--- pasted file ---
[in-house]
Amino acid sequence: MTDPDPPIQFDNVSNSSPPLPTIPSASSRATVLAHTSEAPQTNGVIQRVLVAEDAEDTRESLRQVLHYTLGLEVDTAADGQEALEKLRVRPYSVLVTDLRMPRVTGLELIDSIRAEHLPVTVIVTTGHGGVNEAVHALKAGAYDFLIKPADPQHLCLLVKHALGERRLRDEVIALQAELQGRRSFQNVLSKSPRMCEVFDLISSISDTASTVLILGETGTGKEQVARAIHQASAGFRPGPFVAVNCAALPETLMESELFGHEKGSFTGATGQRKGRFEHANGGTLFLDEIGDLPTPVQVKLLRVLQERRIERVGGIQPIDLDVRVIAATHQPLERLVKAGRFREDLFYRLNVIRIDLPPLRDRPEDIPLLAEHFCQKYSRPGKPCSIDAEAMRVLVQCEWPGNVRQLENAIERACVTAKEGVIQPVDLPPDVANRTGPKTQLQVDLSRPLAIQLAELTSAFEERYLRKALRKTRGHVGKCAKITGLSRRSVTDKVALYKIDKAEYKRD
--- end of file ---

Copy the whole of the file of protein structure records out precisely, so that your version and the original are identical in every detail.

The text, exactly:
[in-house]
Amino acid sequence: MTDPDPPIQFDNVSNSSPPLPTIPSASSRATVLAHTSEAPQTNGVIQRVLVAEDAEDTRESLRQVLHYTLGLEVDTAADGQEALEKLRVRPYSVLVTDLRMPRVTGLELIDSIRAEHLPVTVIVTTGHGGVNEAVHALKAGAYDFLIKPADPQHLCLLVKHALGERRLRDEVIALQAELQGRRSFQNVLSKSPRMCEVFDLISSISDTASTVLILGETGTGKEQVARAIHQASAGFRPGPFVAVNCAALPETLMESELFGHEKGSFTGATGQRKGRFEHANGGTLFLDEIGDLPTPVQVKLLRVLQERRIERVGGIQPIDLDVRVIAATHQPLERLVKAGRFREDLFYRLNVIRIDLPPLRDRPEDIPLLAEHFCQKYSRPGKPCSIDAEAMRVLVQCEWPGNVRQLENAIERACVTAKEGVIQPVDLPPDVANRTGPKTQLQVDLSRPLAIQLAELTSAFEERYLRKALRKTRGHVGKCAKITGLSRRSVTDKVALYKIDKAEYKRD